European group explores medium of green art
Skeleton Sea shows at Oceanario de Lisboa from 17th of September 2012 until November 2012
Surfersvillage Global Surf News, 20 September, 2012 : - - Skeleton Sea, the creative collective, that has made keeping the oceans clean its mission, opened its new exhibition at the Oceanario de Lisboa in Portugal, one of the world's leading Ocean Aquariums, with a great amount of visitors and Portuguese media respond. The art work is showing from the 17th of September until the 26th of November 2012 daily open from 10:00h to 20:00h.
Welcoming thousands of visitors at the Oceanario de Lisboa the KEEP THE OCEANS CLEAN exhibition by Skeleton Sea will bring plenty of like-minded individuals into contact with the work of Skeleton Sea. The exhibition itself will see the collective's significant art collection on show to the general public, including the following highlighted art works:
Inspired by the tragic story and images of Albatross chicks on Medway Island dying slow and agonizing deaths due to ingested plastics consumed in error by the seabirds, the Skeleton Sea artists, including collaborators Xandi Kreuzeder and Joao Parrinha, created a new installation and accompanying short film titled the 'Albatross Exhibitionist'.
Constructed using a selection of plastics recovered during a beach cleaning exercise in Msambweni, Kenya, the Albatross Exhibitionist measures 155x195x60 cm and represents a stark reminder to us all about the importance of cleaning up our collective act. Xandi Kreuzeder picks up the story, saying: "The Albatross Exhibitionist installation and film will hopefully provide viewers with a rare moment of self-reflection - it's a little snapshot of just one of the many negative impacts we have on the planet. The installation and film are intended to inspire people to think about what they can do to minimize that impact. Ultimately, we always strive to create work that inspires changes in behavior, and this piece is no different in that sense."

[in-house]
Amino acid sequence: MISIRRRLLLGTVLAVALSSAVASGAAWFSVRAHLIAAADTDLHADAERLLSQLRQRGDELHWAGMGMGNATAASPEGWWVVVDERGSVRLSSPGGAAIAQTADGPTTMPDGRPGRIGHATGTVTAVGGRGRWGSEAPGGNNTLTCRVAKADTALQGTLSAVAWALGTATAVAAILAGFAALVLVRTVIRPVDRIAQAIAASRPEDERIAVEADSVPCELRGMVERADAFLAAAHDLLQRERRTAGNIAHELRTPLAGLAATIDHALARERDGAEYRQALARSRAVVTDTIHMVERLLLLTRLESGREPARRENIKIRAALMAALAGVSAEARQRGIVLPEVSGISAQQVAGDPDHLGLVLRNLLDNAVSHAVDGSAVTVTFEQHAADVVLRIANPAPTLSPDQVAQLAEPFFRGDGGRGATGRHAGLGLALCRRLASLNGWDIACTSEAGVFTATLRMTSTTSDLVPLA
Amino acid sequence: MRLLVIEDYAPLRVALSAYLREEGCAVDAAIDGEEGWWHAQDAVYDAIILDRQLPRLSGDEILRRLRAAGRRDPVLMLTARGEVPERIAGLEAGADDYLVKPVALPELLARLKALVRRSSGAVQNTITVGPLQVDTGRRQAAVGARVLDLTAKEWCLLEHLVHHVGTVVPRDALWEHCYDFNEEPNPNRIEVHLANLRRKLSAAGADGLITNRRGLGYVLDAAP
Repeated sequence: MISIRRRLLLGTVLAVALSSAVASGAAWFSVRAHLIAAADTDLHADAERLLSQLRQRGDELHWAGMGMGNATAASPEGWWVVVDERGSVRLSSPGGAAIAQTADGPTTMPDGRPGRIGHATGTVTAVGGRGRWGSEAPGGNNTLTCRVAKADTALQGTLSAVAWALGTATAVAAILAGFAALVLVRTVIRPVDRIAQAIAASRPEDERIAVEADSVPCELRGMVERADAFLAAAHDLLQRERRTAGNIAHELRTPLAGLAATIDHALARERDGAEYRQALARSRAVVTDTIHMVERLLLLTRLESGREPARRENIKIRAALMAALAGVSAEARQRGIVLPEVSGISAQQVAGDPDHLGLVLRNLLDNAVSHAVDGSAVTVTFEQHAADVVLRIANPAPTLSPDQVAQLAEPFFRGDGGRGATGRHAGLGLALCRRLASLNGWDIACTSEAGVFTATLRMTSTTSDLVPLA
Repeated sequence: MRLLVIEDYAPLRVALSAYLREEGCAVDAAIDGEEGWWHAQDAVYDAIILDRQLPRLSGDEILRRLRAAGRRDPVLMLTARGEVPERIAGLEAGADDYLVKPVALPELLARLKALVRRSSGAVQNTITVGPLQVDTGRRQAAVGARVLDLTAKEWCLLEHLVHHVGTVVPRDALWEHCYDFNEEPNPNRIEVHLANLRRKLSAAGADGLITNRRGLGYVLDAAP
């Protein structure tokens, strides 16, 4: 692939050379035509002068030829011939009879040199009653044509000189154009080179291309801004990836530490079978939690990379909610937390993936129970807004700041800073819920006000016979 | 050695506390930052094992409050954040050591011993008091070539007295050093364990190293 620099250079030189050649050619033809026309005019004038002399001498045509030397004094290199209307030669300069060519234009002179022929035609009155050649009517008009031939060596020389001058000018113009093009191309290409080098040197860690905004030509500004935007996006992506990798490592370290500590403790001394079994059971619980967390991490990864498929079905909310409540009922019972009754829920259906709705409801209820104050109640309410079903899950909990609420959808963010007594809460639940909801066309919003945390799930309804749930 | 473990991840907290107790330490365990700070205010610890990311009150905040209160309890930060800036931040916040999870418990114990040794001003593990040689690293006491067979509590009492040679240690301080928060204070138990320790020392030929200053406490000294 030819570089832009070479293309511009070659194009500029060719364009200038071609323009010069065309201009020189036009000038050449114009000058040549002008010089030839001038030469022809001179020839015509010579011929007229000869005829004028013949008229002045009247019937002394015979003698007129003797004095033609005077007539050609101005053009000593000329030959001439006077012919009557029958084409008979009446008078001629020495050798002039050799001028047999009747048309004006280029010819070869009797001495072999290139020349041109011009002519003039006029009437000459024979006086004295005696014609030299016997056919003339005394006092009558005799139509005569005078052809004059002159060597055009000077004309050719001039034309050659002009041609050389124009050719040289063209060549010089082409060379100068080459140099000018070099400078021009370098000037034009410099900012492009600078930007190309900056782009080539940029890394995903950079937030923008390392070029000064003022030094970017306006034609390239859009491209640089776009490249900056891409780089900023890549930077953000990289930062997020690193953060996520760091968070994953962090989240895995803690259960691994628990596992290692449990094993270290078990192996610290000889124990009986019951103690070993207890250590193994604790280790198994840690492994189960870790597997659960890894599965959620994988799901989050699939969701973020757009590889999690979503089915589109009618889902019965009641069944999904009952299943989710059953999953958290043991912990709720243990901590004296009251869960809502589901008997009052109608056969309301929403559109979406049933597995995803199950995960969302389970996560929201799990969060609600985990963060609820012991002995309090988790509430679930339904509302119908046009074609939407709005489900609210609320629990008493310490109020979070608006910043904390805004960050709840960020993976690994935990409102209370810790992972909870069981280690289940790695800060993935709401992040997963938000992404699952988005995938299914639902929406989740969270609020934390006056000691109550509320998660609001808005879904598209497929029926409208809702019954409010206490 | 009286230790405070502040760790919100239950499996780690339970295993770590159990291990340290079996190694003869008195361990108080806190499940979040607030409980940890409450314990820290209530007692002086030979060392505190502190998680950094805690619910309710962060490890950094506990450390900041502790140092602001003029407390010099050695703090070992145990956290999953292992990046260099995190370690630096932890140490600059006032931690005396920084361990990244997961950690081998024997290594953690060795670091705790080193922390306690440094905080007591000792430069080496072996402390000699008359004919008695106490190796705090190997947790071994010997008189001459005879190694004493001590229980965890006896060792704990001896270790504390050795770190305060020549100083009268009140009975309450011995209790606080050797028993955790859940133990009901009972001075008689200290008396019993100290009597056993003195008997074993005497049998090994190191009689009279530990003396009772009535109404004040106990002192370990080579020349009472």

Created by Skeleton Sea co-founder Xandi Kreuzeder during the Roxy Pro surf contest in Biarritz in July 2011, Roxy Mermaid was constructed using flotsam and jetsam recovered from both the local area and further a field, including the beaches of Kenya and Indonesia. The arresting sculpture wasted little time in attracting widespread attention during the course of the event, highlighting the ever-worsening dangers of ocean pollution all over the world.
Innocent Victim is a hard-hitting creative statement underling the harmful influence exerted by Man on the world‘s marine habitat. With all forms of sea life fighting an on-going and deadly battle against the devastating effects of commercial and military exploitation - and against the ever-growing threat of chemical and noise pollution in our oceans - the outlook is sadly bleaker than ever unless we take drastic action NOW.
FREE FLIP FLOP FISH: